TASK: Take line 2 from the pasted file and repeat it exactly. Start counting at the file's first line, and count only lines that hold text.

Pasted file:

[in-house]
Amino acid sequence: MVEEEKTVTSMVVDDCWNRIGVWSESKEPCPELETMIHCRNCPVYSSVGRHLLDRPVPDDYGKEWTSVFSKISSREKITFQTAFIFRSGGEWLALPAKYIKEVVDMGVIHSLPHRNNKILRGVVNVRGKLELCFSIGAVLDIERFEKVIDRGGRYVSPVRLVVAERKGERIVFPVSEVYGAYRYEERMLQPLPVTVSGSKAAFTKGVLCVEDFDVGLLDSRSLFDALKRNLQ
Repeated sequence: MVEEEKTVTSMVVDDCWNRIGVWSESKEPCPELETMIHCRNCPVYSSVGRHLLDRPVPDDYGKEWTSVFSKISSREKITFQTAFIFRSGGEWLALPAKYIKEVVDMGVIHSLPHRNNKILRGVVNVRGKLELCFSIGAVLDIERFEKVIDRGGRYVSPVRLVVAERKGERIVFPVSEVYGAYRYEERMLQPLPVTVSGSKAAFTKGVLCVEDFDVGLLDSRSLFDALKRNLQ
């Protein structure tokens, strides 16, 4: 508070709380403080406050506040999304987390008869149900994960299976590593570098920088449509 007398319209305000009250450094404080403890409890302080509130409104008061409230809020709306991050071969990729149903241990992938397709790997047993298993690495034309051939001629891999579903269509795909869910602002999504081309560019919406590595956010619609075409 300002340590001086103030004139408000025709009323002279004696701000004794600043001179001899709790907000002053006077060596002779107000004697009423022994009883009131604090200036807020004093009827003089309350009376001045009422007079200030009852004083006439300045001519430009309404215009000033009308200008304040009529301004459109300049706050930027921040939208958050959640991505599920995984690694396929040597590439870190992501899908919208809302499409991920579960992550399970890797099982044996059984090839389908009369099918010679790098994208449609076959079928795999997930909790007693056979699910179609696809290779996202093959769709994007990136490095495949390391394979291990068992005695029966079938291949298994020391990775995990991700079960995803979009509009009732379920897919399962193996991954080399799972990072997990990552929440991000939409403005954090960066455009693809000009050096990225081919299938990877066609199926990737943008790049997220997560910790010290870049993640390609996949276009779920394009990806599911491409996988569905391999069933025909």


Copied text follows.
Amino acid sequence: MVEEEKTVTSMVVDDCWNRIGVWSESKEPCPELETMIHCRNCPVYSSVGRHLLDRPVPDDYGKEWTSVFSKISSREKITFQTAFIFRSGGEWLALPAKYIKEVVDMGVIHSLPHRNNKILRGVVNVRGKLELCFSIGAVLDIERFEKVIDRGGRYVSPVRLVVAERKGERIVFPVSEVYGAYRYEERMLQPLPVTVSGSKAAFTKGVLCVEDFDVGLLDSRSLFDALKRNLQ